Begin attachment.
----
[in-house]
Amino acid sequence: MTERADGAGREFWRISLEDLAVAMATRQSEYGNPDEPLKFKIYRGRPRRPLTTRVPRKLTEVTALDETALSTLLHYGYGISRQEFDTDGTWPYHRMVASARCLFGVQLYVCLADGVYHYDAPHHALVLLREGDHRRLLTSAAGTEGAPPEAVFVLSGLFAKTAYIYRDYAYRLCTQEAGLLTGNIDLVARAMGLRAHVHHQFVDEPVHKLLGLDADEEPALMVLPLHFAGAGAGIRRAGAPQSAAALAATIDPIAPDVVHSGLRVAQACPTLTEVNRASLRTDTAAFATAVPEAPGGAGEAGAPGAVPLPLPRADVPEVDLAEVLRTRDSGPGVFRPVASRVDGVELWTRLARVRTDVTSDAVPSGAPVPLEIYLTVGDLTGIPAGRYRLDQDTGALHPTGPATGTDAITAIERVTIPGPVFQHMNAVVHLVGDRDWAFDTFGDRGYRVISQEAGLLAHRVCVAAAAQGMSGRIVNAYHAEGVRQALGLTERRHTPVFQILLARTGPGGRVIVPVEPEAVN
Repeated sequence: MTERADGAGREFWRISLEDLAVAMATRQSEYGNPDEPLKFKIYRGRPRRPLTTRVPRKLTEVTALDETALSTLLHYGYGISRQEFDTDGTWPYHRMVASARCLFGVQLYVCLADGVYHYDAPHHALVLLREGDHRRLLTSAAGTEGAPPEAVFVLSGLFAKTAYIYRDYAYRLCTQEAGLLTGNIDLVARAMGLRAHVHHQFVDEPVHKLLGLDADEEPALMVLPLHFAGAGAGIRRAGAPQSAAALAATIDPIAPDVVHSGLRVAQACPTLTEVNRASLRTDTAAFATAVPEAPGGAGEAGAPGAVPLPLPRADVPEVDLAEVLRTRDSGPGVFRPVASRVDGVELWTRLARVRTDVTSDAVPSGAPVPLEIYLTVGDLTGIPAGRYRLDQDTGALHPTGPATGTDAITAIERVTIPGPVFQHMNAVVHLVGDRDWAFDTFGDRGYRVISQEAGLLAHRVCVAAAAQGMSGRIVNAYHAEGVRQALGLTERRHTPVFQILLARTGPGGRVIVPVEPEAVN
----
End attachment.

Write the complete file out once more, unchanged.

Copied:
[in-house]
Amino acid sequence: MTERADGAGREFWRISLEDLAVAMATRQSEYGNPDEPLKFKIYRGRPRRPLTTRVPRKLTEVTALDETALSTLLHYGYGISRQEFDTDGTWPYHRMVASARCLFGVQLYVCLADGVYHYDAPHHALVLLREGDHRRLLTSAAGTEGAPPEAVFVLSGLFAKTAYIYRDYAYRLCTQEAGLLTGNIDLVARAMGLRAHVHHQFVDEPVHKLLGLDADEEPALMVLPLHFAGAGAGIRRAGAPQSAAALAATIDPIAPDVVHSGLRVAQACPTLTEVNRASLRTDTAAFATAVPEAPGGAGEAGAPGAVPLPLPRADVPEVDLAEVLRTRDSGPGVFRPVASRVDGVELWTRLARVRTDVTSDAVPSGAPVPLEIYLTVGDLTGIPAGRYRLDQDTGALHPTGPATGTDAITAIERVTIPGPVFQHMNAVVHLVGDRDWAFDTFGDRGYRVISQEAGLLAHRVCVAAAAQGMSGRIVNAYHAEGVRQALGLTERRHTPVFQILLARTGPGGRVIVPVEPEAVN
Repeated sequence: MTERADGAGREFWRISLEDLAVAMATRQSEYGNPDEPLKFKIYRGRPRRPLTTRVPRKLTEVTALDETALSTLLHYGYGISRQEFDTDGTWPYHRMVASARCLFGVQLYVCLADGVYHYDAPHHALVLLREGDHRRLLTSAAGTEGAPPEAVFVLSGLFAKTAYIYRDYAYRLCTQEAGLLTGNIDLVARAMGLRAHVHHQFVDEPVHKLLGLDADEEPALMVLPLHFAGAGAGIRRAGAPQSAAALAATIDPIAPDVVHSGLRVAQACPTLTEVNRASLRTDTAAFATAVPEAPGGAGEAGAPGAVPLPLPRADVPEVDLAEVLRTRDSGPGVFRPVASRVDGVELWTRLARVRTDVTSDAVPSGAPVPLEIYLTVGDLTGIPAGRYRLDQDTGALHPTGPATGTDAITAIERVTIPGPVFQHMNAVVHLVGDRDWAFDTFGDRGYRVISQEAGLLAHRVCVAAAAQGMSGRIVNAYHAEGVRQALGLTERRHTPVFQILLARTGPGGRVIVPVEPEAVN